Arguments for and Against Paying Interns

Arguments for and Against Paying Interns

Arguments and counter arguments have arisen on why companies should pay their interns or not. Interns are very important in establishments. If not for anything, they provide the much needed extra hands at very cheap rates, though their mistakes can cost companies a lot. Interns are also easier to train, which means that if the company finally absorbs them into its labour force, they will become wonderful employees.

Today, college students and fresh graduates seek internship programmes. Most graduates are eager to go into this because it will avail them with the experiences that recruiters look out for during recruitment processes. Apart from that, they see internship period as the right time to prepare themselves for their desired career by acquiring and developing skills needed for their professions. As a result, most interns are not mindful of partaking in internship programmes that do not pay. Notwithstanding this, there is a need to critically review reasons behind the arguments for and against paying interns.

Arguments for Paying Interns

In Nigeria, there is no law that insists that employers should pay their interns. This means that those that pay do so because they wanted to. However, there are noted reasons why interns should be rewarded for the jobs they do.

  • Motivation

Interns are actually there to learn through experience, but they need to be motivated to increase their performances. Besides, paid interns are happier and less grumpy than unpaid ones. And when your workers are happy, your customers will be happy too.

  • Access to the Best Talents

Employers can find employees with exceptional talents and skills through internship programmes. This will happen more if they pay their interns because that will attract others. In other words, employers will have a greater pool of talents to choose from.

  • Encouraging Professionalism

The logic behind this is that interns that are paid are expected to work harder than those that are not paid. Employers that pay their interns assign them duties that are almost equivalent to that of full time staff, thereby giving them more exposure to the job. But employers that don’t pay their interns may likely not have a strong hold on them – the interns may come to work when they choose and may decide not to carry out any duty even while in office. By the end of the day, paid interns will be more professional than unpaid ones.

  • Reducing Poverty and Dependency

Though the amount paid to interns is small, they still go a long way in reducing their financial dependence. For instance, paid interns can pay for their transport fares and take care of their personnel through their allowances. Some can go as far as taking care of their dependents and/or setting up businesses for themselves. It can then be said that employers that pay their interns are engaging in community developments.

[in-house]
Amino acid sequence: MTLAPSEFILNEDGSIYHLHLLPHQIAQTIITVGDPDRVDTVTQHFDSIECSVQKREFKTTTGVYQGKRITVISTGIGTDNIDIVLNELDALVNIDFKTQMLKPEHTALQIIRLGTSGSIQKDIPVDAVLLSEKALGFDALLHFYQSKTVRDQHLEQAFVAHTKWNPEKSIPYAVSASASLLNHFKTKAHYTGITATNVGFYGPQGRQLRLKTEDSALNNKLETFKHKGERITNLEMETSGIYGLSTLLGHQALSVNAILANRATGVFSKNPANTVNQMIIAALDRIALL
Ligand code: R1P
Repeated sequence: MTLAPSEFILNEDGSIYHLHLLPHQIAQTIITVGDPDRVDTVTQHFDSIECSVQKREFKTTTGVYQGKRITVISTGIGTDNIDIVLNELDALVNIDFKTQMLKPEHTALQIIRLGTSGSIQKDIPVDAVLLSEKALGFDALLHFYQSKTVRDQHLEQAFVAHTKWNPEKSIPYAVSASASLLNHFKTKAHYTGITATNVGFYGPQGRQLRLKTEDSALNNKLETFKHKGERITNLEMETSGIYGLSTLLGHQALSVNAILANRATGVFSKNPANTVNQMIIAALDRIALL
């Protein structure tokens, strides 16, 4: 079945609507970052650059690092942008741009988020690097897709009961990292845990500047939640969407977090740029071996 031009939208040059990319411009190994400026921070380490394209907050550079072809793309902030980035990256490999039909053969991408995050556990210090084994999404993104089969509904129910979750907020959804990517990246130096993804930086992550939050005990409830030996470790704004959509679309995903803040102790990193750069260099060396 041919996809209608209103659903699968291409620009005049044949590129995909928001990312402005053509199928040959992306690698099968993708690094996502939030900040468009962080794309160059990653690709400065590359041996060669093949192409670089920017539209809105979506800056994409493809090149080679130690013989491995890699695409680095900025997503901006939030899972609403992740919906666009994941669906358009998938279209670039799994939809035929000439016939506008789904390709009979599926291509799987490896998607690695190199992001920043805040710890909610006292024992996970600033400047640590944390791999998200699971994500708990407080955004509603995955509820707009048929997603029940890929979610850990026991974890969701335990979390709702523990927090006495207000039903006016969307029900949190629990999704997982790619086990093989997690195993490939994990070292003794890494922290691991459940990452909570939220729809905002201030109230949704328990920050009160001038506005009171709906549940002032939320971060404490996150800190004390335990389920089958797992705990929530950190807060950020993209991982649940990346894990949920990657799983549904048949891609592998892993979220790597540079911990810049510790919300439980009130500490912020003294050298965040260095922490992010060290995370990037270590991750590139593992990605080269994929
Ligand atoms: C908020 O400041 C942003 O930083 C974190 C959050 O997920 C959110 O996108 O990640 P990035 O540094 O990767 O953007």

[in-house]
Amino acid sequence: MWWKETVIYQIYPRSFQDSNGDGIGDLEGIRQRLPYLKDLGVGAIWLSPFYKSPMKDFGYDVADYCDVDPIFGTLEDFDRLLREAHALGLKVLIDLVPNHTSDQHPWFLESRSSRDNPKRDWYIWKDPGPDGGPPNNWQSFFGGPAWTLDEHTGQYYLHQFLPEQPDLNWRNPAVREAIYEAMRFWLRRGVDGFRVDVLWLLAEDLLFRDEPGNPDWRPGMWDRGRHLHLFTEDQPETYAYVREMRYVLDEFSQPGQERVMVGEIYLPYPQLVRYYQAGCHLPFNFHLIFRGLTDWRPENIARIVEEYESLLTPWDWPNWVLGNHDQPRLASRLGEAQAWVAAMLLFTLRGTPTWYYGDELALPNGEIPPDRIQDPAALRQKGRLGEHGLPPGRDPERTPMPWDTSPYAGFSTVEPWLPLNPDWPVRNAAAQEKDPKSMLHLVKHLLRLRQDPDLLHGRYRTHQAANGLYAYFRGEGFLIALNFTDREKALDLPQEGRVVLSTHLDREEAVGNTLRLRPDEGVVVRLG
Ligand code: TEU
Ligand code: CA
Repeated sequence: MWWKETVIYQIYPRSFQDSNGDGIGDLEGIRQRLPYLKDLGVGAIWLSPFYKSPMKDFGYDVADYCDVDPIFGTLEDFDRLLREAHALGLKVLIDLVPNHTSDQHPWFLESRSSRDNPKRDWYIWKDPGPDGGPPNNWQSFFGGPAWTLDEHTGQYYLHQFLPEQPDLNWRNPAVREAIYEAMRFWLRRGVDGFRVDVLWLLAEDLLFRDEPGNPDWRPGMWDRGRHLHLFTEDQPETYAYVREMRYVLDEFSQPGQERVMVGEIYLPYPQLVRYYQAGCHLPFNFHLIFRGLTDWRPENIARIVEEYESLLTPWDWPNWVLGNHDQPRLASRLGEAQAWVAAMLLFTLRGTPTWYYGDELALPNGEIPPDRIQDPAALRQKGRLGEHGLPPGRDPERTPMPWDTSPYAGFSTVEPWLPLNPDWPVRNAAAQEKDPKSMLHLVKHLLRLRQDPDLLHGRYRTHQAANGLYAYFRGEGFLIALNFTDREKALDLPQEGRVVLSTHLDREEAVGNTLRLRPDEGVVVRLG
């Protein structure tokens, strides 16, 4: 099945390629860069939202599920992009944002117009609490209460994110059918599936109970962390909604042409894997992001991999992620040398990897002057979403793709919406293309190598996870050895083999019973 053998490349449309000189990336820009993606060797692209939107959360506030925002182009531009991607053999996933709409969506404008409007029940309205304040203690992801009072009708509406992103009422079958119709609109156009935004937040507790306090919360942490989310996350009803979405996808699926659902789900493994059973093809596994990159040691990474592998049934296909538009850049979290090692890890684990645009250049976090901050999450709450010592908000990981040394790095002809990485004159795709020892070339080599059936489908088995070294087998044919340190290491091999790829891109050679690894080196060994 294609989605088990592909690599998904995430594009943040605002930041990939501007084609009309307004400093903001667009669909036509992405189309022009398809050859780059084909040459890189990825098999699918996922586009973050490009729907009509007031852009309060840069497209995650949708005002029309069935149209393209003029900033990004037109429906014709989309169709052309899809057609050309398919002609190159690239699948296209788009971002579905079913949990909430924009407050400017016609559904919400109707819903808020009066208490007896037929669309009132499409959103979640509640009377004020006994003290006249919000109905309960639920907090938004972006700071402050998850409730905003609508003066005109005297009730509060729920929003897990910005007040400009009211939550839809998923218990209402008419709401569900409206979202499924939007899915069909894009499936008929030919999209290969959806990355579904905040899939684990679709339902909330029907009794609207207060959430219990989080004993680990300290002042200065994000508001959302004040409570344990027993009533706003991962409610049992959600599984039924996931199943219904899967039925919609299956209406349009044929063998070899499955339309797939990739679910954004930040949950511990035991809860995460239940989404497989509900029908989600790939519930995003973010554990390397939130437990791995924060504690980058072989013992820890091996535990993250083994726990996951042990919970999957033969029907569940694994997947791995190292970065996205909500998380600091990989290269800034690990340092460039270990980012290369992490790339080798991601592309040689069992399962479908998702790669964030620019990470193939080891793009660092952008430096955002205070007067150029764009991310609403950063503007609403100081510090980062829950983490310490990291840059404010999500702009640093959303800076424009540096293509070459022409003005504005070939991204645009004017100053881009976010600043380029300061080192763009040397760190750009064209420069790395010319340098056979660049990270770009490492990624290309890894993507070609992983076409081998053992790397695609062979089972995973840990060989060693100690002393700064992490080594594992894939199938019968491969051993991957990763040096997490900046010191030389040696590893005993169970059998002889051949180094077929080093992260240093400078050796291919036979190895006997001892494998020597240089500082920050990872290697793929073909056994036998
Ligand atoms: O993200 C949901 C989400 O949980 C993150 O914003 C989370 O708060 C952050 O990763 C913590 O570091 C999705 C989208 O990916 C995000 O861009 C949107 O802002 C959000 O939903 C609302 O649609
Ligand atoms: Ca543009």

• Maintaining Good Employer’s Reputation

Employer’s that do not pay their interns do not always have a good reputation; they are branded negatively. As words go out, other interns will avoid such an employer.

Arguments against Paying Interns

It will be good to look into why some employers insist on not paying their internship workers.

  • Internship is Part of School Curriculum

Most interns, especially college students, are reminded that they are there to learn and not to earn salaries. Some employers even demand that their interns pay them for the period of training instead of the other way around. Since these interns need to go back to school and continue with their classroom studies, as well as present evidence of completed internship, they opt for unpaid internship.

  • Service Period too Short

This is experienced by most Nigerian students that go for their 3-month Students Industrial Work Experience Scheme (SIWES). Most of the companies they apply to turn down their applications unless they (the students) are willing for unpaid internship. As the students said, these employers assert that the duration of the internship is too short for the students to learn and contribute towards the growth of the company. In other words, the students leave before they can practice what they learnt from the company.

  • Company not in Need of Interns

Some employers, especially in Nigeria, do not have provisions for more hands. These people already have enough workers so that interns are added burdens to them (and most of them do not want the burdens of training new hands every now and then). However, they take in interns because they want to provide them with avenues to learn more skills or to meet up with academic requirements. Some offices like this create redundant portfolios that might not generate extra income and that might be closed when the intern goes. For this, employers under this category don’t bother adding interns to their budgets though they (the interns) may enjoy other benefits that do not include fixed monthly allowances. The ones that perform well may be absorbed into the company’s labour force.


Whether interns should be paid or not is between the intern and his employer. Insisting that interns must be paid may mean that most of them will roam the streets in search of a place of internship without success. Let the companies that have provisions for internship programmes recruit, train and pay their interns (if they can afford to do so). Those that don’t have such provisions are encouraged to create them because internship has come to stay.

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